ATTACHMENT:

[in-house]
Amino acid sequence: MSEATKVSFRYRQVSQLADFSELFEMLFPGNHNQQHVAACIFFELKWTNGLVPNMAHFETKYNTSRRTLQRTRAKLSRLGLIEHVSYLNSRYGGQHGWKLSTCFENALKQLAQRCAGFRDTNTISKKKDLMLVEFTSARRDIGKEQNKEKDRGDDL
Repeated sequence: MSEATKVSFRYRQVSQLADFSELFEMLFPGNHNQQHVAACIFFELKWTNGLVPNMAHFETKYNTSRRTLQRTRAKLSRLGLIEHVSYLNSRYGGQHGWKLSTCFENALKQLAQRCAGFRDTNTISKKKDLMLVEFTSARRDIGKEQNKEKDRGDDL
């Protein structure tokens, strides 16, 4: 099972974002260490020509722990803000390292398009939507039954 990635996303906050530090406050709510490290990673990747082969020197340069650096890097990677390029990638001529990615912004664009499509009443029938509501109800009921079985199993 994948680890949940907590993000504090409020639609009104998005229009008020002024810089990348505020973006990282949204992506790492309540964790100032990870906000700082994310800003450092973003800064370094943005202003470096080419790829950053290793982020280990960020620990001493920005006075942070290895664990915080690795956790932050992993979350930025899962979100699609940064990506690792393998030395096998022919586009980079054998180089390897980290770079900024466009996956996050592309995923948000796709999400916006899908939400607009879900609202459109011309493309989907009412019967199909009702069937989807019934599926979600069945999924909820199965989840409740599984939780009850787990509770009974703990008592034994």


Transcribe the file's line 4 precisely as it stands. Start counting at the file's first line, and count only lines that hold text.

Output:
């Protein structure tokens, strides 16, 4: 099972974002260490020509722990803000390292398009939507039954 990635996303906050530090406050709510490290990673990747082969020197340069650096890097990677390029990638001529990615912004664009499509009443029938509501109800009921079985199993 994948680890949940907590993000504090409020639609009104998005229009008020002024810089990348505020973006990282949204992506790492309540964790100032990870906000700082994310800003450092973003800064370094943005202003470096080419790829950053290793982020280990960020620990001493920005006075942070290895664990915080690795956790932050992993979350930025899962979100699609940064990506690792393998030395096998022919586009980079054998180089390897980290770079900024466009996956996050592309995923948000796709999400916006899908939400607009879900609202459109011309493309989907009412019967199909009702069937989807019934599926979600069945999924909820199965989840409740599984939780009850787990509770009974703990008592034994």